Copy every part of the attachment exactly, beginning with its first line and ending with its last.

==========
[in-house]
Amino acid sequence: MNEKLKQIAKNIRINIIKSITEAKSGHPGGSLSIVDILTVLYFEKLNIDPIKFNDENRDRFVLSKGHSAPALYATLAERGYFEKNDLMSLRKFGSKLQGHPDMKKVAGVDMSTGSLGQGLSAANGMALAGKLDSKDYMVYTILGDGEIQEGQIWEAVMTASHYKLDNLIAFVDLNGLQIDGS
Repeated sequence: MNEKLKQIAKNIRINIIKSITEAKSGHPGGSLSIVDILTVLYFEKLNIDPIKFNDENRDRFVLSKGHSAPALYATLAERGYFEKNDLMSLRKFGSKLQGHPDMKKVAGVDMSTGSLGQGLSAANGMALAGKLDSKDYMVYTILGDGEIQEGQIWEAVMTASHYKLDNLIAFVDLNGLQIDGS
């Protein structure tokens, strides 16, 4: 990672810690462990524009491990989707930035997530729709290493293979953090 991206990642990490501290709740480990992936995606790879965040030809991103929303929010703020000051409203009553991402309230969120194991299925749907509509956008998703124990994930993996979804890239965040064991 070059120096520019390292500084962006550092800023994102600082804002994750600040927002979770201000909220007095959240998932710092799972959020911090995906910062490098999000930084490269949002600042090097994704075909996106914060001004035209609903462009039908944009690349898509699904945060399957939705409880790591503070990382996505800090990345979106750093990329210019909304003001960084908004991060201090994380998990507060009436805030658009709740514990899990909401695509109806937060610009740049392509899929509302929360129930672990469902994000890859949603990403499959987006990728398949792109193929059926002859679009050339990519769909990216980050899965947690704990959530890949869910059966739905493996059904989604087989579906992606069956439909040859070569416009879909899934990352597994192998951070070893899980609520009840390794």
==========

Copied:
[in-house]
Amino acid sequence: MNEKLKQIAKNIRINIIKSITEAKSGHPGGSLSIVDILTVLYFEKLNIDPIKFNDENRDRFVLSKGHSAPALYATLAERGYFEKNDLMSLRKFGSKLQGHPDMKKVAGVDMSTGSLGQGLSAANGMALAGKLDSKDYMVYTILGDGEIQEGQIWEAVMTASHYKLDNLIAFVDLNGLQIDGS
Repeated sequence: MNEKLKQIAKNIRINIIKSITEAKSGHPGGSLSIVDILTVLYFEKLNIDPIKFNDENRDRFVLSKGHSAPALYATLAERGYFEKNDLMSLRKFGSKLQGHPDMKKVAGVDMSTGSLGQGLSAANGMALAGKLDSKDYMVYTILGDGEIQEGQIWEAVMTASHYKLDNLIAFVDLNGLQIDGS
């Protein structure tokens, strides 16, 4: 990672810690462990524009491990989707930035997530729709290493293979953090 991206990642990490501290709740480990992936995606790879965040030809991103929303929010703020000051409203009553991402309230969120194991299925749907509509956008998703124990994930993996979804890239965040064991 070059120096520019390292500084962006550092800023994102600082804002994750600040927002979770201000909220007095959240998932710092799972959020911090995906910062490098999000930084490269949002600042090097994704075909996106914060001004035209609903462009039908944009690349898509699904945060399957939705409880790591503070990382996505800090990345979106750093990329210019909304003001960084908004991060201090994380998990507060009436805030658009709740514990899990909401695509109806937060610009740049392509899929509302929360129930672990469902994000890859949603990403499959987006990728398949792109193929059926002859679009050339990519769909990216980050899965947690704990959530890949869910059966739905493996059904989604087989579906992606069956439909040859070569416009879909899934990352597994192998951070070893899980609520009840390794």